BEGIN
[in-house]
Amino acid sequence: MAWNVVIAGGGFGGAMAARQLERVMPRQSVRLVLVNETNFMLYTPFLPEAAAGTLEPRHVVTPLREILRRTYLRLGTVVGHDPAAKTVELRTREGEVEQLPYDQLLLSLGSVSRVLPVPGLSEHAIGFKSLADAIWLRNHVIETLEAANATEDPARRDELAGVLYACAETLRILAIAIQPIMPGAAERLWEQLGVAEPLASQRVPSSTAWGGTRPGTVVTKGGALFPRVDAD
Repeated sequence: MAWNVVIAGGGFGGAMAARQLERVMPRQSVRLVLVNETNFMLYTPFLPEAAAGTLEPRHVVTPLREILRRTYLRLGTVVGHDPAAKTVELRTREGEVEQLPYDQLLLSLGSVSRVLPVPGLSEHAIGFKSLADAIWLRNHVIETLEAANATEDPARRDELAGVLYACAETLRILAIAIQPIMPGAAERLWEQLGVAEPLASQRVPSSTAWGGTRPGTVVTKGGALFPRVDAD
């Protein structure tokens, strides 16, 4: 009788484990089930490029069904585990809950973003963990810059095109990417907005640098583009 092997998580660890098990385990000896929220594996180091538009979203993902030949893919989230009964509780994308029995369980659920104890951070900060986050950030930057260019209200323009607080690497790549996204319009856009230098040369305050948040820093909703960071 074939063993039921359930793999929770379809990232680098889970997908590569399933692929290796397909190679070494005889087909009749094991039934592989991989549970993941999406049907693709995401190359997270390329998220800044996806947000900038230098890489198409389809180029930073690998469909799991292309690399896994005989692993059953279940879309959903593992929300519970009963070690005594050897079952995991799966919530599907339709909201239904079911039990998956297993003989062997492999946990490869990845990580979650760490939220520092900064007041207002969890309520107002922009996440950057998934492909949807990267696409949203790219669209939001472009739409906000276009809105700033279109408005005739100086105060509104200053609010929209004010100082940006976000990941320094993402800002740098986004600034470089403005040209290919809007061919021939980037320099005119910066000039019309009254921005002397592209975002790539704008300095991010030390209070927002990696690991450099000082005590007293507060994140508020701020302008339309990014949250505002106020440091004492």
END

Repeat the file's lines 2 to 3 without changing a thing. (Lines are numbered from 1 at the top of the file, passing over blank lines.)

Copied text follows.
Amino acid sequence: MAWNVVIAGGGFGGAMAARQLERVMPRQSVRLVLVNETNFMLYTPFLPEAAAGTLEPRHVVTPLREILRRTYLRLGTVVGHDPAAKTVELRTREGEVEQLPYDQLLLSLGSVSRVLPVPGLSEHAIGFKSLADAIWLRNHVIETLEAANATEDPARRDELAGVLYACAETLRILAIAIQPIMPGAAERLWEQLGVAEPLASQRVPSSTAWGGTRPGTVVTKGGALFPRVDAD
Repeated sequence: MAWNVVIAGGGFGGAMAARQLERVMPRQSVRLVLVNETNFMLYTPFLPEAAAGTLEPRHVVTPLREILRRTYLRLGTVVGHDPAAKTVELRTREGEVEQLPYDQLLLSLGSVSRVLPVPGLSEHAIGFKSLADAIWLRNHVIETLEAANATEDPARRDELAGVLYACAETLRILAIAIQPIMPGAAERLWEQLGVAEPLASQRVPSSTAWGGTRPGTVVTKGGALFPRVDAD